And we are not talking about coffee and cigarettes, folks! Not on this blog, anyway.
Did you know that getting some protein at each meal can help with blood sugar management, metabolism and weight loss? Protein helps you feel fuller longer and uses up a bunch of calories to absorb and metabolize it. People with diabetes or pre-diabetes are encouraged to start the day with some protein to reduce blood sugar and lose weight.
What better place to start than when you "break the fast" each morning?
Breakfast Food #1: Eggs*
My personal favorite! Yes, eggs are the “quintessential” breakfast food. And for good reason. Eggs have been shown to help you feel full, keep you feeling fuller longer, and help to stabilize blood sugar and insulin.
Not to mention how easy it is to boil a bunch of eggs and keep them in the fridge for a “grab and go” breakfast when you're running short on time.
And...nope, the cholesterol in eggs is not associated with an increased risk of arterial or heart diseases.
*No, I'm not talking about processed egg whites in a carton. I mean actual whole “eggs”. Egg whites are mostly protein while the yolks are the real nutritional powerhouses. Those yolks contain vitamins, minerals, antioxidants, and healthy fats.
Breakfast Food #2: Nuts and/or Seeds
Nuts and seeds contain protein, healthy fats, vitamins, minerals, and fiber. Nuts and/or seeds would make a great contribution to breakfast.
Nuts and seeds are also the ultimate fast food if you're running late in the mornings. Grab a small handful of almonds, walnuts, or pumpkin seeds as you're running out the door; you can nosh on them while you're commuting.Not to mention how easy it is to add a spoonful of nut/seed butter into your morning breakfast smoothie.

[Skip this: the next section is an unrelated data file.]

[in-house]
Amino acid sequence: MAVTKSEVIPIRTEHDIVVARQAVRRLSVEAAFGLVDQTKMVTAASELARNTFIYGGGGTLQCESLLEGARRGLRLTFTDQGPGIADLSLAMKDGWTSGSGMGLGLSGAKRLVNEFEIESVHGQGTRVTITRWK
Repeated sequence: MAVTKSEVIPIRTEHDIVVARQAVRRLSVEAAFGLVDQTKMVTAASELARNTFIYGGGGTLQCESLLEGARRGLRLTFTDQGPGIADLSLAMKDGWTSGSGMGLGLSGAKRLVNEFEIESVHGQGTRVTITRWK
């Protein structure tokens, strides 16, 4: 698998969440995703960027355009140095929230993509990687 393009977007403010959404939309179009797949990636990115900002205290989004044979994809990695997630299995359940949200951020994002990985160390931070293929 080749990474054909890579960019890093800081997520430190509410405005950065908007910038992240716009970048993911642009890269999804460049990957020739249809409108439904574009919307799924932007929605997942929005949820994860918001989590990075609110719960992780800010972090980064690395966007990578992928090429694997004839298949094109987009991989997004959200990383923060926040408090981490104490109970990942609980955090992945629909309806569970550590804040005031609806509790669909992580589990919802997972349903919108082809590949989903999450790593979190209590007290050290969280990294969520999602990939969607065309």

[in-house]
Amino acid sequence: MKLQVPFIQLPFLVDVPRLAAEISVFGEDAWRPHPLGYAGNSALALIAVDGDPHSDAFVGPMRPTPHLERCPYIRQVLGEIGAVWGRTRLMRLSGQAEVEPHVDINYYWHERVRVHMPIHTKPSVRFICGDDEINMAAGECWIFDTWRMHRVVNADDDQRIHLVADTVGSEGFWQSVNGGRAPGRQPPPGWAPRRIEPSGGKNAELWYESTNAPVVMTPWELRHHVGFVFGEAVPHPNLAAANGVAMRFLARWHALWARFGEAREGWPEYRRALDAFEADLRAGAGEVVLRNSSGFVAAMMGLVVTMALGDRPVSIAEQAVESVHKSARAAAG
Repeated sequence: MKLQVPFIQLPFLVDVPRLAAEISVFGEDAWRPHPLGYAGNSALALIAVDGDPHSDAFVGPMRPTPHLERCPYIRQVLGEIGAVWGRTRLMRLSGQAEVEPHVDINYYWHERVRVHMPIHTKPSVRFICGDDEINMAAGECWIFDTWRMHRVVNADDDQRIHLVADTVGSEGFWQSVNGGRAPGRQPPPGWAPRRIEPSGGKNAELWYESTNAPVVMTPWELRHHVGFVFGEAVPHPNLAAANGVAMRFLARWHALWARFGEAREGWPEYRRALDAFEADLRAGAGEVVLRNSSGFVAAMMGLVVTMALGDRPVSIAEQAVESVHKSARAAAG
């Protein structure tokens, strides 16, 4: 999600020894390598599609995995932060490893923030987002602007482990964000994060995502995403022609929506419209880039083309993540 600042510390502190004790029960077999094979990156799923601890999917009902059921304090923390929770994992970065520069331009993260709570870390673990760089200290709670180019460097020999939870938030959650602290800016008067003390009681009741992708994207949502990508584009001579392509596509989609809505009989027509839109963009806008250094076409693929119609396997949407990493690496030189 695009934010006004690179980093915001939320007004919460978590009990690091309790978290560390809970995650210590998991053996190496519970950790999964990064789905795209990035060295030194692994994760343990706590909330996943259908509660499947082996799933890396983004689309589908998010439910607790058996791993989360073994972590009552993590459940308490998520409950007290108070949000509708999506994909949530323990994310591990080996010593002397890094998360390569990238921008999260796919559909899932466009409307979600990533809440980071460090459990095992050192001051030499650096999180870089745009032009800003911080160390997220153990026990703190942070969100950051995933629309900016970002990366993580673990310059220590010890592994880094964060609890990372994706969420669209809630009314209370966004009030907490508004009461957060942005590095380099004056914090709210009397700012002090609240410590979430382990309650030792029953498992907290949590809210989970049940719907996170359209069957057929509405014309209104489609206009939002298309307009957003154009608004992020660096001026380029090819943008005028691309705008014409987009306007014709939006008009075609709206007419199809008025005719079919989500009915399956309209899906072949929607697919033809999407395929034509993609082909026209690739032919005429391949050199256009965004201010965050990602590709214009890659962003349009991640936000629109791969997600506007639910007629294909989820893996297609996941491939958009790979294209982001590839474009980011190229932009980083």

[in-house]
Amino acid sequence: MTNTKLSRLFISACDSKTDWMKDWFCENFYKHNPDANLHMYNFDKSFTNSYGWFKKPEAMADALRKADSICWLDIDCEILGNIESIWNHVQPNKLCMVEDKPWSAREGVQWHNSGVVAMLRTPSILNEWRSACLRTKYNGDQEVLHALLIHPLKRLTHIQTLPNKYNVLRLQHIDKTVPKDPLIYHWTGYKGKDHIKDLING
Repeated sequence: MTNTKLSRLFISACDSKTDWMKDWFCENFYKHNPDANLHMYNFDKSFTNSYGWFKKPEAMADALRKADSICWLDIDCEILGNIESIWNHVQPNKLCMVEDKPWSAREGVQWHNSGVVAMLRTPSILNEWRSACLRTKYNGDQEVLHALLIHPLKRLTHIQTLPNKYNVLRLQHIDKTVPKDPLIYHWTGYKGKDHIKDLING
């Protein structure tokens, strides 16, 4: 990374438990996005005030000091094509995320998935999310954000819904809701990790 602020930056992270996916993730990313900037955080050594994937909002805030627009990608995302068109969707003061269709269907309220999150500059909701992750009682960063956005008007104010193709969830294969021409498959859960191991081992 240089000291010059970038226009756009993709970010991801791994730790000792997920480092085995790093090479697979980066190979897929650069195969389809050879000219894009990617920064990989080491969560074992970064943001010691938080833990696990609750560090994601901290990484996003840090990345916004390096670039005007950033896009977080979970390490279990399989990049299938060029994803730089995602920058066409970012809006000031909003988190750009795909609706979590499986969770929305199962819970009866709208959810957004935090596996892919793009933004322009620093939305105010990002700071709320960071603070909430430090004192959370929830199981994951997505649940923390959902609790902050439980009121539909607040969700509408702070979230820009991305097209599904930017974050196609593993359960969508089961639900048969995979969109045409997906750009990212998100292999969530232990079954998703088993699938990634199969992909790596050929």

Hint: If you like a creamy latte in the mornings try making one with nut or seed butter. Just add your regular hot tea and a tablespoon or two of a creamy nut or seed butter into your blender & blend until frothy.
Breakfast Food #3: Vegetables
Yes, you already know you really should get protein at every meal including breakfast; but this also applies to vegetables. Veggies are powerhouses of vitamins, minerals, antioxidants, phytochemicals, fiber, and water. You can't go wrong adding them into every single meal of the day so if you don't already you should definitely try them for breakfast!
And no, you don't need to have a salad or roasted veggies for breakfast if you don't want to, but you can! You wouldn't be breaking any “official breakfast rules" .
Recipe: Veggie Omelet
1 teaspoon coconut oil
1 or 2 eggs (how hungry are you?)
¼ cup veggies (grated zucchini and/or sliced mushrooms and/or diced peppers)
dash salt, pepper and/or turmeric
Add coconut oil to a frying pan and melt on low-medium heat (cast-iron pans are preferred).
In the meantime grab a bowl and beat the egg(s) with your vegetables of choice and the spices.
Tilt pan to ensure the bottom is covered with the melted oil. Pour egg mixture into pan and lightly fry the eggs without stirring.
When the bottom is lightly done flip over in one side and cook until white is no longer runny.
Tip: Substitute grated, sliced, or diced portion of your favorite vegetable. Try grated carrots, chopped broccoli or diced tomato.